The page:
In 2009, the St. Louis Board of Aldermen approved developer Paul McKee’s $8-billion plan to transform nearly two square miles of north St. Louis. In exchange for $390 million in tax incentives, McKee promised new housing, parks, schools, churches and major employment centers.

Nearly a decade later, with very little work completed, the city tried to cut ties with McKee. But a 2016 agreement, struck with very little public input, could complicate that effort, and has already led to litigation.

Ralph Toenjes carries game-used baseballs during an Aug. 16 game from the Cardinals' dugout to the Authentics Shop in the right field concourse of Busch Stadium.
David Kovaluk | St. Louis Public Radio

What happens to all those used baseballs the umpires toss out of games at Busch Stadium?

After Keith Duncan of St. Louis submitted that question to our Curious Louis feature, we went to the Aug. 16 game between the Cardinals and Washington Nationals to find out.

That’s where we found Ralph Toenjes hard at work, happily greeting fans at the Authentics Shop, located behind center field. Toenjes sells memorabilia, including used baseballs, fresh from the field. During games, it’s his job to fetch baseballs from the Cardinals dugout every two or three innings.

Tihara Mari rehearses with Grupo Atlantico at the home of founder Carmen Dence.
Nancy Fowler | St. Louis Public Radio

When Carmen Dence was growing up in the Caribbean coastal city of Barranquilla, Colombia, she danced to cumbia, porros, gaitas and other traditional sounds of her country.

Dence left Colombia in 1969 to attend graduate school at Florida State University in Tallahassee. Nine years later, she and her husband moved to St. Louis, where she became a radiology professor at Washington University. But she never lost her passion for the music and dances of her homeland.

David Kovaluk | St. Louis Public Radio

Missouri’s incarceration rate for women is among the highest in the country. 

The majority of these women have children, yet little research has examined the effects of incarceration on mothers specifically.

A nurse at St. Louis Children's Hospital attending to an infant that was born premature.
Eli Chen | St. Louis Public Radio

In the neonatal intensive care unit at St. Louis Children’s Hospital, doctors and nurses bustled in and out of rooms with small beds and brightly-colored construction paper taped to windows.

Four doctors stood with their wheeled computer desks outside the room of a premature baby boy who was admitted two weeks earlier. There was a lot to discuss, since the young patient has a hole in his heart, liver problems and multiple infections. They talked about what antibiotics he was on and noted the number of days the infant has been taking them.

Brandon Bieber played a number of different roles in the recent touring production of "Something Rotten."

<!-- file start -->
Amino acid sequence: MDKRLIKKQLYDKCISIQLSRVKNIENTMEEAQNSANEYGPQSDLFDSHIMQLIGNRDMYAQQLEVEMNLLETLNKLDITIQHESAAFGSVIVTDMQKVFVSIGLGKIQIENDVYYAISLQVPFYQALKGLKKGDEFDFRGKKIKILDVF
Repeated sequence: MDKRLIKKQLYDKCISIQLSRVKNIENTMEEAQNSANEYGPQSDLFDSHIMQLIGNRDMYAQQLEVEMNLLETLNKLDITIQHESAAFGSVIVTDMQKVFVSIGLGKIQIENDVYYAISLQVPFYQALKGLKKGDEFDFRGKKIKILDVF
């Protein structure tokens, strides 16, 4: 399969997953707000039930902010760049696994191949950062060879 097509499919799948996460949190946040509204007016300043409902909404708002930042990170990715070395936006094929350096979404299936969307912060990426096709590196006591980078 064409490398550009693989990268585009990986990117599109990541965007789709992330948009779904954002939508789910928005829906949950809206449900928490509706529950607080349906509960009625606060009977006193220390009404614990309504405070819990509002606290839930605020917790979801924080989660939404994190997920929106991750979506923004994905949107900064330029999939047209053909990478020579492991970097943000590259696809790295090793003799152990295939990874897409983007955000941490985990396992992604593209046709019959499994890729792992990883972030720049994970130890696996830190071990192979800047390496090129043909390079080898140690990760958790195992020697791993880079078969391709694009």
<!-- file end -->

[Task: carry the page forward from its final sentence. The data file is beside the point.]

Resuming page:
Brandon Bieber

When Brandon Bieber was a toddler, his parents took him to his older sisters’ dance recitals.

Soon, he was riveted to the sight of their sequins and sashays. When a call went out for children to be part of a Westport Playhouse production of “The Phantom of the Opera,” his sister tried out.

“They said, ‘We like her — and we’ll take the boy, too,’” Bieber said.

For more than a decade, Bieber has worked as a Broadway and touring dancer and actor. He’s back in St. Louis to direct a St. Lou Fringe Festival play about a stock-car racer challenging traditional female stereotypes, called “Race Cars and Romance.”

The John Robinson Homes opened in 1943 as a segregated apartment complex for black families in East St. Louis.
William Widmer | Special to ProPublica

The door is off its hinges in Farlon Wilson’s bathroom. Wilson said that’s an improvement from when she first moved in, when there was no bathroom door at all. She said she’s putting in work orders to fix the problems nearly every week.

“The tub won’t stop leaking and the floor is about to fall,” Wilson said while demonstrating how the floor bends under the pressure of her foot. “I have no access to my bathroom water, period. I’ve had to turn it off because it’s leaking in my kitchen.”

Downstairs in the kitchen, she motioned to a patch in the ceiling where water once leaked through and later talked about how she and her family’s breathing has been affected by mold. She pays less than $100 a month in rent.

Daria Finley took her sudden onset of blindness as an opportunity to get into acting.  8/16/18
Jeremy D. Goodwin | St. Louis Public Radio

St. Louis native Daria Finley was focused on her career, working in the information technology department of the Department of Defense, when one day she woke up blind. She'd been diagnosed with glaucoma the year before, but her sudden onset of blindness was a shock for her and her doctors.